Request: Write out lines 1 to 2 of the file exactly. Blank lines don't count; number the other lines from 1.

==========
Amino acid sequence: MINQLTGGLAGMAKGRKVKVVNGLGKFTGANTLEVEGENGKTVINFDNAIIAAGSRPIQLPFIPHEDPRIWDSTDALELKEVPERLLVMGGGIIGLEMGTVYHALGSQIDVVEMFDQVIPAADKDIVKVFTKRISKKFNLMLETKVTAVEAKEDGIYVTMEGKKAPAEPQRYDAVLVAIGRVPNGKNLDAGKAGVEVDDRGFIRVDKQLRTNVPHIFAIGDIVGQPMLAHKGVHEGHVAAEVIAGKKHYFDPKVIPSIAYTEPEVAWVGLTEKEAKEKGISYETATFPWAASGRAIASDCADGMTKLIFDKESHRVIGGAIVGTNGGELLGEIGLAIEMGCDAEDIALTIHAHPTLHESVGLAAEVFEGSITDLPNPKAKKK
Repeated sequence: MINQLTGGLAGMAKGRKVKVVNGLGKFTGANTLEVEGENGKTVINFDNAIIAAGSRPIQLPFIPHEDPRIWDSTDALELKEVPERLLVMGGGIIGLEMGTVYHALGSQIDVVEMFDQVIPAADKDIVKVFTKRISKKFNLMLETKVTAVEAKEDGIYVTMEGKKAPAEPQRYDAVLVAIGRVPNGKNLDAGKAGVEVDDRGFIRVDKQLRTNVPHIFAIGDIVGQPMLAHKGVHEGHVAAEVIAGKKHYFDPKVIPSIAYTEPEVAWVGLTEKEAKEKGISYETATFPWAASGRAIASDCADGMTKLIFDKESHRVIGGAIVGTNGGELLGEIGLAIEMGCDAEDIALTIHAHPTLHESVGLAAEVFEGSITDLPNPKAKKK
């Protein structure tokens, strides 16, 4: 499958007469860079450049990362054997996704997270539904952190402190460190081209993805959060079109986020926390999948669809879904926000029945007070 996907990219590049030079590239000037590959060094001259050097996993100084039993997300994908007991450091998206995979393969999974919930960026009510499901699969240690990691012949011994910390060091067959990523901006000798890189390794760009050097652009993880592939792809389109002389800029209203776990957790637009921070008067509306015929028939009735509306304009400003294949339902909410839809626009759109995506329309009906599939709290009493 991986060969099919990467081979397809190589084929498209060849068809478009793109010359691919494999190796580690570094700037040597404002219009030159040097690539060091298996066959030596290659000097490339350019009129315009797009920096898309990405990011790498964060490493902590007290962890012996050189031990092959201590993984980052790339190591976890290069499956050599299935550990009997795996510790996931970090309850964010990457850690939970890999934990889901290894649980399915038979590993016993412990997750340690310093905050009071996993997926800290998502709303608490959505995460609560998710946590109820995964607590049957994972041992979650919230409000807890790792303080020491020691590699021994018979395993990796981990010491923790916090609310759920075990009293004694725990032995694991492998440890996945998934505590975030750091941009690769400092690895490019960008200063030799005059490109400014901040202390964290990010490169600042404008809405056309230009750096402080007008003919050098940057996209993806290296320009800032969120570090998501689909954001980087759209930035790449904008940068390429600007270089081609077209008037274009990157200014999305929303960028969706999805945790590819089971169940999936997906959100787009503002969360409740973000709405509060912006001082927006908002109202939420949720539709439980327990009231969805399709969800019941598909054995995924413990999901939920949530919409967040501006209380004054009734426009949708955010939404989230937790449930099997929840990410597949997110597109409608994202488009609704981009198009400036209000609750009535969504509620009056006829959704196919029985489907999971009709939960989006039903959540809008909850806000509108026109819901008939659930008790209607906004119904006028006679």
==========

Amino acid sequence: MINQLTGGLAGMAKGRKVKVVNGLGKFTGANTLEVEGENGKTVINFDNAIIAAGSRPIQLPFIPHEDPRIWDSTDALELKEVPERLLVMGGGIIGLEMGTVYHALGSQIDVVEMFDQVIPAADKDIVKVFTKRISKKFNLMLETKVTAVEAKEDGIYVTMEGKKAPAEPQRYDAVLVAIGRVPNGKNLDAGKAGVEVDDRGFIRVDKQLRTNVPHIFAIGDIVGQPMLAHKGVHEGHVAAEVIAGKKHYFDPKVIPSIAYTEPEVAWVGLTEKEAKEKGISYETATFPWAASGRAIASDCADGMTKLIFDKESHRVIGGAIVGTNGGELLGEIGLAIEMGCDAEDIALTIHAHPTLHESVGLAAEVFEGSITDLPNPKAKKK
Repeated sequence: MINQLTGGLAGMAKGRKVKVVNGLGKFTGANTLEVEGENGKTVINFDNAIIAAGSRPIQLPFIPHEDPRIWDSTDALELKEVPERLLVMGGGIIGLEMGTVYHALGSQIDVVEMFDQVIPAADKDIVKVFTKRISKKFNLMLETKVTAVEAKEDGIYVTMEGKKAPAEPQRYDAVLVAIGRVPNGKNLDAGKAGVEVDDRGFIRVDKQLRTNVPHIFAIGDIVGQPMLAHKGVHEGHVAAEVIAGKKHYFDPKVIPSIAYTEPEVAWVGLTEKEAKEKGISYETATFPWAASGRAIASDCADGMTKLIFDKESHRVIGGAIVGTNGGELLGEIGLAIEMGCDAEDIALTIHAHPTLHESVGLAAEVFEGSITDLPNPKAKKK